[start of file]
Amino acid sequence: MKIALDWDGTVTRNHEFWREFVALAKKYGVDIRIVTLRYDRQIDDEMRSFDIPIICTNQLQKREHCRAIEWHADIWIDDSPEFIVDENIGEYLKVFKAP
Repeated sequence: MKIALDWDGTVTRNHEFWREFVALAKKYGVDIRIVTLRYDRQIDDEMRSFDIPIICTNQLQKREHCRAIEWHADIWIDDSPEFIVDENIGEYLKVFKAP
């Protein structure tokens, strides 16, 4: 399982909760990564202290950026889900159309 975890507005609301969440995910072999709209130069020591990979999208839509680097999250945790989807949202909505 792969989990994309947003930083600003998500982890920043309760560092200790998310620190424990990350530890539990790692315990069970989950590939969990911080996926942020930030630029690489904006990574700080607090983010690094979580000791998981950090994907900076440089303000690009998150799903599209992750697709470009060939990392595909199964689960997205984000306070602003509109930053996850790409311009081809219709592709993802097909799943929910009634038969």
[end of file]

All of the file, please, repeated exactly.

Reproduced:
Amino acid sequence: MKIALDWDGTVTRNHEFWREFVALAKKYGVDIRIVTLRYDRQIDDEMRSFDIPIICTNQLQKREHCRAIEWHADIWIDDSPEFIVDENIGEYLKVFKAP
Repeated sequence: MKIALDWDGTVTRNHEFWREFVALAKKYGVDIRIVTLRYDRQIDDEMRSFDIPIICTNQLQKREHCRAIEWHADIWIDDSPEFIVDENIGEYLKVFKAP
């Protein structure tokens, strides 16, 4: 399982909760990564202290950026889900159309 975890507005609301969440995910072999709209130069020591990979999208839509680097999250945790989807949202909505 792969989990994309947003930083600003998500982890920043309760560092200790998310620190424990990350530890539990790692315990069970989950590939969990911080996926942020930030630029690489904006990574700080607090983010690094979580000791998981950090994907900076440089303000690009998150799903599209992750697709470009060939990392595909199964689960997205984000306070602003509109930053996850790409311009081809219709592709993802097909799943929910009634038969």